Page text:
Eleven Years In, ArtCon Is More Popular Than Ever.

The old Nichols Machinery Co. warehouse isn't usually a hotbed of action — like at all. But this past weekend, the abandoned space in The Cedars was lit inside and out, with music pouring from every opening as the usually dead spot served as the setting for the eleventh annual Art Conspiracy auction. By the time the doors were opened, there was a line of people waiting to get in that stretched down the street, all eager to get their hands on one of the 150 unique artistic creations.

Once inside the fence, visitors were greeted by a 20-foot-tall art installation in the shape of an eleven, and visuals being projected onto it, as well as food trucks and a mobile art installation called “Flybus Fly.” Bar services were provided by Trees and there were performances by The Cush and Cliffs of Insanity, as well as DJ sets from Christy Ray and Blue, The Misfit to round out the night. More than an art auction, the event was a huge party to raise support for local charities.

The main draw of the night, the fast-paced live auction, was a wild time and brought philanthropists and art collectors from all over Dallas, each competing to get their hands on one of the unique pieces of art. Of course, charitable action has been at the heart of every Art Con, and proceeds raised from this year's auction will go to support the Dallas community. This year's beneficiary was Make Art With Purpose (MAP), an organization that facilitates and promotes the creation of artworks that create “positive environmental and social change.” Hundreds of members of the Dallas creative community and thousands of dollars were gathered in support of this goal.

It seems that everyone in attendance came ready to spend some serious cash, as the average cost per piece hovered from $200 to $300. The most expensive items sold this year were a portrait of a woman with teal horns that sold for $1,000, and a black-and-white portrait of the recently deceased Robin Williams, created by Cabe Booth, that sold for $2,100. A few of the artists were volunteers at the event, and part of the fun was watching their reaction as the pieces sold for hundreds of dollars, then them rushing to take pictures and shake hands with the new owners of their artwork. The mixture of validation of their talent with the charity that they were able to raise by their art was lovely to witness.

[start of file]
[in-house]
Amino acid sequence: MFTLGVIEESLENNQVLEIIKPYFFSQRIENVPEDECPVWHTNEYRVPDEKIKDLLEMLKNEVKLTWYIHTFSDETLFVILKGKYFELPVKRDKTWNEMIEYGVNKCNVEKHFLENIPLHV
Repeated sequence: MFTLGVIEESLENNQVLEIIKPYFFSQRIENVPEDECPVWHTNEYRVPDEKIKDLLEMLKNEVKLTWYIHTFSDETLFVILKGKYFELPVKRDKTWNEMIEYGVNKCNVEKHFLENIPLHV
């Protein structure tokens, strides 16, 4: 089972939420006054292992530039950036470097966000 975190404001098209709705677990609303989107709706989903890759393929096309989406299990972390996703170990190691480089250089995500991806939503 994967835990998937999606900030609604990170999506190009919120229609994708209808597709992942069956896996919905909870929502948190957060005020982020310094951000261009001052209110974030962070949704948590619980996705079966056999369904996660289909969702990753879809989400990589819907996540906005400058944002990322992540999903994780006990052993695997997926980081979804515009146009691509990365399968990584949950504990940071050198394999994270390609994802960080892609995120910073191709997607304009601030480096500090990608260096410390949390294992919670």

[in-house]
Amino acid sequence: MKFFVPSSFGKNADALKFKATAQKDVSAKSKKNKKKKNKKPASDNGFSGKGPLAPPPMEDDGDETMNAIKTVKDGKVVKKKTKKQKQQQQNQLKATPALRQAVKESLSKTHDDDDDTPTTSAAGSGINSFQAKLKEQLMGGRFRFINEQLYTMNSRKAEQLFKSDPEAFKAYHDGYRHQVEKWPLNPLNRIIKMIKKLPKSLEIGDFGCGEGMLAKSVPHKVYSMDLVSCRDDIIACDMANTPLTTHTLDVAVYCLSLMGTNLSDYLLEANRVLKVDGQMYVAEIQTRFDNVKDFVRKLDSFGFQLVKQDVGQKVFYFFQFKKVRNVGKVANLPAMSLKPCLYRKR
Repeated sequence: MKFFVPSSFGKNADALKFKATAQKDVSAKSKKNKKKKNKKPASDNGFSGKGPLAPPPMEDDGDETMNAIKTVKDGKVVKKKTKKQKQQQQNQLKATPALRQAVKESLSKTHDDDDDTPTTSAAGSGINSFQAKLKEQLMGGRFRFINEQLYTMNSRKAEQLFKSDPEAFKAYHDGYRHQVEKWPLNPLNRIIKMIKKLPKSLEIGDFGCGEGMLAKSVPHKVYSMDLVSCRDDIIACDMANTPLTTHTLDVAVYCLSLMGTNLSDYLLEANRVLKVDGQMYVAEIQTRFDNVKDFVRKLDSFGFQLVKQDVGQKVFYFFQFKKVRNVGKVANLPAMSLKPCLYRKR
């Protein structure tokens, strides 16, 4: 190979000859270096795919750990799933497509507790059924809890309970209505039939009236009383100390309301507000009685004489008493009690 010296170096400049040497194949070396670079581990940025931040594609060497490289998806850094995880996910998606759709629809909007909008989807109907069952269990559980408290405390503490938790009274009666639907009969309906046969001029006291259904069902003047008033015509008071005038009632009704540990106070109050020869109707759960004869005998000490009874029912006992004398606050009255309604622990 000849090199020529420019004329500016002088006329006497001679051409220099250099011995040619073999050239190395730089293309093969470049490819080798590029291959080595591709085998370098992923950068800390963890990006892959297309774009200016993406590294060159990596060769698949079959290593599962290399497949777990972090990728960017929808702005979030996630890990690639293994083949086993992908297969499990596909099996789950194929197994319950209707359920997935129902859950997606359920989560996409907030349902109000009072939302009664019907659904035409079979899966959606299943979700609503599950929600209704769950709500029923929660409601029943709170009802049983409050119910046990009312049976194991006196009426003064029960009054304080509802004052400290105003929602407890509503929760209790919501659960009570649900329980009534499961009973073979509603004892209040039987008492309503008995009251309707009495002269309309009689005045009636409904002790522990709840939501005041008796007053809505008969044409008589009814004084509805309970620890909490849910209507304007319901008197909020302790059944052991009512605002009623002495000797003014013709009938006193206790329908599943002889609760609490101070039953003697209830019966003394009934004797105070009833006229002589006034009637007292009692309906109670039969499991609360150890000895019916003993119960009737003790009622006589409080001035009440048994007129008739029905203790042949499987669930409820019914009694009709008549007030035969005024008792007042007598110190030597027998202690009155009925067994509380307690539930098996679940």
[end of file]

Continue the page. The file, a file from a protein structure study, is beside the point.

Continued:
The event went off with hardly any issues; save for a couple minutes of power outages at one of the stages during an auction, it was a smooth event. The industrial space was transformed with countless projectors filling the warehouse walls with various patterns and videos. It was surprisingly well-produced for the meager environment that the warehouse provided. Also, each of the auctions had a projector overhead that displayed a picture of the artist holding the artwork being auctioned — a nice touch.

And isn't that what Art Con is about? It's a celebration of the deep artistic talent and creative culture that exists in Dallas, while also utilizing our economic strength to support community charities. This year's event was a great success, and it is clear that the members are moving in the right direction to grow the event for many years to come.




















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